To some, George W. Bush, is considered a war criminal having plunged the United States into two needless Middle East wars, one in Afghanistan and the other in Iraq. The death toll is enormous on both sides and the property damage incalculable. There are those that feel George Bush was allowed to ride off into the sunset without being held responsible for what he set in motion including the rise of terrorism.
A play that opened Sept. 29 at the Lion Theater (under limited engagement), located at 410 West 42nd St. in Manhattan, entitled “The Trial of an American President” explores the issue of whether Bush should be held accountable. A new drama by Dick Tarlow with Bill Smith, directed by Stephen Eich and produced by Shelter Entertainment LLC and Hello Larry Ltd puts George W. Bush on trial before the International Criminal Court at the Hague where Bush is fictionally tried.
Of course there is no law that can force a United States president to appear before the International Criminal Court at the Hague since while president, the real George W. Bush overturned Bill Clinton’s agreement and instead deemed the United States was not under the jurisdiction of the International Criminal Court at the Hague and thus could not be prosecuted for war crimes.
The accused must volunteer to appear which naturally few would. However in the play’s accounting, George Bush (Tony Carlin) agrees to attend the trial before The International Criminal Court prosecutor played by Michael Rogers wherein he claims he is there to face the Court in an effort to clear his name and reputation against the advice and dismay of his family and advisers. In his defense Bush repeatedly states he simply was trying to protect America and did not take his attack on Iraq lightly but rather held it in deep prayer. This, while videos play in the background displaying the terrible toll on the lives of Iraqi citizens. “It’s the price one pays for victory,” claims Bush with the prosecutor responding “No, it was the price the innocent paid with their lives.”
A narrator played by Mahira Kakkar reminds the audience and a jury of eight audience members (who are selected each night and ultimately decide the fate of Bush), what led to the war in Iraq. There was such a rush to attack Iraq after 9-11, some questioned why the Bush Administration couldn’t wait until those investigating determined whether Saddam Hussein was actually developing weapons of mass destruction as the Bush Administration claimed. Fifteen members of the Security Council agreed to allow Iraq the opportunity to disarm any hidden weapons or face serious consequences. However George Bush as it turns out, pressed for military intervention setting off his attack against Iraq before the investigation was completed based on faulty evidence. Bush’s rationale for his war on Iraq was that Saddam Hussein was developing weapons of mass destruction, committing human rights violations, allowing terrorism and was in defiance of United Nation demands to comply with their international obligations. Bush insisted Iraq needed to be under a democracy. In fact, accusations of faulty evidence became the focal point of those critical of Bush’s engagement in war, especially after the Central Intelligence Agency and other intelligence agencies could find no evidence of links to Al-Qaeda or Iraqi weaponry as claimed by the Bush Administration. Failure to find evidence of Iraqi weapons after the United States invasion led to worldwide controversy that both the Bush and Blair administrations had deliberately manipulated and misstated intelligence in order to invade Iraq and its oil fields.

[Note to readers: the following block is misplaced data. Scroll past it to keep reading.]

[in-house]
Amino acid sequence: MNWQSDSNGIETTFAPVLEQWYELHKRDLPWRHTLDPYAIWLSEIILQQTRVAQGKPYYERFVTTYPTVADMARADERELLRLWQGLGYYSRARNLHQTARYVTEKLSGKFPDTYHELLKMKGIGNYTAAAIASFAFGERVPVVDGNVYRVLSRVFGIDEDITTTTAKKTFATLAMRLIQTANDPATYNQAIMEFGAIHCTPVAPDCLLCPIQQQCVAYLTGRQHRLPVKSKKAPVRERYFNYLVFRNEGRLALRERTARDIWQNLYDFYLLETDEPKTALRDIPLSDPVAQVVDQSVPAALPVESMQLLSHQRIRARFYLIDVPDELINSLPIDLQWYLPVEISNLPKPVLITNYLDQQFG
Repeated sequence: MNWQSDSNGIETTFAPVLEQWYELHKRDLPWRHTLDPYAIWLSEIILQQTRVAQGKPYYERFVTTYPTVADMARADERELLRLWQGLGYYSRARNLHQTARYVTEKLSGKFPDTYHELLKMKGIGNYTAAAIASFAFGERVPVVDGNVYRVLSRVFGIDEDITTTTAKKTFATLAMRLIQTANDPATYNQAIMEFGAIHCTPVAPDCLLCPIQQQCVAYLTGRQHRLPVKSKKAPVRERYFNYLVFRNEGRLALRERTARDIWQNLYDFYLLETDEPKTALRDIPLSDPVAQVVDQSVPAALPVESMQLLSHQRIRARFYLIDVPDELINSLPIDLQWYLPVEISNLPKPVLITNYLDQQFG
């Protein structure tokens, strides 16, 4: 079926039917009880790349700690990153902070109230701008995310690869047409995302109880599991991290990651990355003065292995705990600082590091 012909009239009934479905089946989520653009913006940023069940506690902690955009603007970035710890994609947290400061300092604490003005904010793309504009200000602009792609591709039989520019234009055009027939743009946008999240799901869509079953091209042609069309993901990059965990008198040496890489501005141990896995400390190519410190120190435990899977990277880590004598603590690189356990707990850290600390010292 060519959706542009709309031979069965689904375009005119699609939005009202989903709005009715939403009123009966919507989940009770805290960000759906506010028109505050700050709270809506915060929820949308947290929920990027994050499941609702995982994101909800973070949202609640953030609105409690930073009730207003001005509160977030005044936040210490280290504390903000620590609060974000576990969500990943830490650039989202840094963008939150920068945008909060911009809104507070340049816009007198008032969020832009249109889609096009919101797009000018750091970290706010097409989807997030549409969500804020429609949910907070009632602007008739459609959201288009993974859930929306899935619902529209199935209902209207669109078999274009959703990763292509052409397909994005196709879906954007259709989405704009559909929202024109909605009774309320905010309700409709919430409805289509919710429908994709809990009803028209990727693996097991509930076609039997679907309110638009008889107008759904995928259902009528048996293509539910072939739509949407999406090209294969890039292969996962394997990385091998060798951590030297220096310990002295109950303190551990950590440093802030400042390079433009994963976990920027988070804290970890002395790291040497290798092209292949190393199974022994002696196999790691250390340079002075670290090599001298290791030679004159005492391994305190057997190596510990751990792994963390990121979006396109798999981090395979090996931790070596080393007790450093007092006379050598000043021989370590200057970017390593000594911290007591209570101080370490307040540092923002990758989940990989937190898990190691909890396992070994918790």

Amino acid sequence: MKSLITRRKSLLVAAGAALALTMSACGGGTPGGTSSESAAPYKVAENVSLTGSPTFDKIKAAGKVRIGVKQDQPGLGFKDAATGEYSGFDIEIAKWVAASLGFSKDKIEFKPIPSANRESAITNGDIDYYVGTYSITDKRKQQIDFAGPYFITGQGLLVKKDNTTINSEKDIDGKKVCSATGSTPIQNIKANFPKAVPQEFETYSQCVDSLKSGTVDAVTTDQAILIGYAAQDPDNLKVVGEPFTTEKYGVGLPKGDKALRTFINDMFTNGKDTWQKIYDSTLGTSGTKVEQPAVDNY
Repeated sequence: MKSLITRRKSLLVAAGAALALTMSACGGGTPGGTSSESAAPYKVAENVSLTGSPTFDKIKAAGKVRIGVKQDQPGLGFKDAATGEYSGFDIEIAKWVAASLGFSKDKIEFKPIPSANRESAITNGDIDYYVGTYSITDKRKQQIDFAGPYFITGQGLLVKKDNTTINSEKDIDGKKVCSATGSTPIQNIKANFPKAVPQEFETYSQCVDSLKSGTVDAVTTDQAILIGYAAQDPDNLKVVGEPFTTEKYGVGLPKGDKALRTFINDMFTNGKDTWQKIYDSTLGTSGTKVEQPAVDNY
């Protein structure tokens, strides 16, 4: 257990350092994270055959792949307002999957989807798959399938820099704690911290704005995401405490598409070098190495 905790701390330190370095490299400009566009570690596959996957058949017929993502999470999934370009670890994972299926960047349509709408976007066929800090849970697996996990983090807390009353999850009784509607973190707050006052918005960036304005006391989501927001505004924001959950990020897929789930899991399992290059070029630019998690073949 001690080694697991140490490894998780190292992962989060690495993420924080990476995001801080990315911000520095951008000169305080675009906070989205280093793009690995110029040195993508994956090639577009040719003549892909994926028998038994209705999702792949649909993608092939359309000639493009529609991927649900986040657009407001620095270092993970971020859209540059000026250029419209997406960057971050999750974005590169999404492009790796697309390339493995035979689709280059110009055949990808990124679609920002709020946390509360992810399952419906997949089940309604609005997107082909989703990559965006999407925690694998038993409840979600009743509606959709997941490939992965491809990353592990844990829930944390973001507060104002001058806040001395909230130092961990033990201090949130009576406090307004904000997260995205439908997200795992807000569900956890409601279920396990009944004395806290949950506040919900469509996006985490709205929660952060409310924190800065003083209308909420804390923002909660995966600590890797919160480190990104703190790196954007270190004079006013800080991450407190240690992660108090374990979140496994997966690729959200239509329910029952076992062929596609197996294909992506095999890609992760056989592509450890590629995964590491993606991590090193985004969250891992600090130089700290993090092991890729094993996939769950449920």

Since the Iraq invasion in 2003, and as of March 2016, more than 6,845 Americans have died with 174,355 documented civilian deaths including 900,000 injured in Iraq and Afghanistan.
During the three days of the mock trial resulting in a verdict that could either free Bush or incarcerate him, three charges are addressed: The 2003 invasion of Iraq; The U.S. Military occupation of Fallujah that resulted in numerous civilian casualties; and Bush’s approval of using torture.
Given the enormous loss of life and the stress on America’s military many questioned both Bush and his Vice President Dick Cheyney’s motives since contracts went to Dick Cheyney’s former company Halliburton that made profits close to $9 billion. Although, Cheyney claimed he did not personally profit. Critics concede that there is no concrete evidence that Cheyney pulled contractual strings on Halliburton’s behalf. Yet Cheyney refused to provide his staff’s communications or actions taken in association with Halliburton. Historians allege the Bush family was heavily invested in the Carlyle Group, having made several billion from the Iraq War.
Irrespective of George Bush’s protestations of anything other than stellar intentions, Bush will go down in history as the man who orchestrated the Iraqi War and destabilized the Middle East region causing terrorism to rise in the world.
Interested parties can attend the trial on Tuesdays at 7 pm, Wednesday thru Friday at 8 pm, Saturday at 2 pm and 8 pm, and Sunday at 3 pm until Oct. 15. For tickets to “The Trial of an American President” call Telecharge at (212) 239-6200, or visit Telec